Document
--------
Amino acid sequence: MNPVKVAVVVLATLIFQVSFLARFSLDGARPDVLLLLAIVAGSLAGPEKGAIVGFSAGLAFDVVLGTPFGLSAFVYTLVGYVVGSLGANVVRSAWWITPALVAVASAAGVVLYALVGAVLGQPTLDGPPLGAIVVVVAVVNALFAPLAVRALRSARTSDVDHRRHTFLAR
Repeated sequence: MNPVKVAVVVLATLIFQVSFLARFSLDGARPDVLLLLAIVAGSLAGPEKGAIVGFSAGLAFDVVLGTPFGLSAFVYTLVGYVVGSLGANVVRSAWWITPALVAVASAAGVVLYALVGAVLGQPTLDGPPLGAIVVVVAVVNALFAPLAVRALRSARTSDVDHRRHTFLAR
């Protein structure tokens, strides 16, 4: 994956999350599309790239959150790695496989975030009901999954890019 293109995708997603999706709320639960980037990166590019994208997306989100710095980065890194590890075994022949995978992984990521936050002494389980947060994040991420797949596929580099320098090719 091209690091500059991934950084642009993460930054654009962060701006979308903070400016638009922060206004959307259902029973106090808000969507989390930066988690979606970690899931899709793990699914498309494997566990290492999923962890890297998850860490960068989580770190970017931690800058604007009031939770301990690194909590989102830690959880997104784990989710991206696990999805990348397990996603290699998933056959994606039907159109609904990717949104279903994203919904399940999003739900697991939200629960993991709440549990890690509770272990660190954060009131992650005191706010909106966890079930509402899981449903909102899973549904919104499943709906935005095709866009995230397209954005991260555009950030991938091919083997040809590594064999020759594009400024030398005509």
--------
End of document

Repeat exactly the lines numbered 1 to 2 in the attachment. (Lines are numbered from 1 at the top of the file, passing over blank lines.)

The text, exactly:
Amino acid sequence: MNPVKVAVVVLATLIFQVSFLARFSLDGARPDVLLLLAIVAGSLAGPEKGAIVGFSAGLAFDVVLGTPFGLSAFVYTLVGYVVGSLGANVVRSAWWITPALVAVASAAGVVLYALVGAVLGQPTLDGPPLGAIVVVVAVVNALFAPLAVRALRSARTSDVDHRRHTFLAR
Repeated sequence: MNPVKVAVVVLATLIFQVSFLARFSLDGARPDVLLLLAIVAGSLAGPEKGAIVGFSAGLAFDVVLGTPFGLSAFVYTLVGYVVGSLGANVVRSAWWITPALVAVASAAGVVLYALVGAVLGQPTLDGPPLGAIVVVVAVVNALFAPLAVRALRSARTSDVDHRRHTFLAR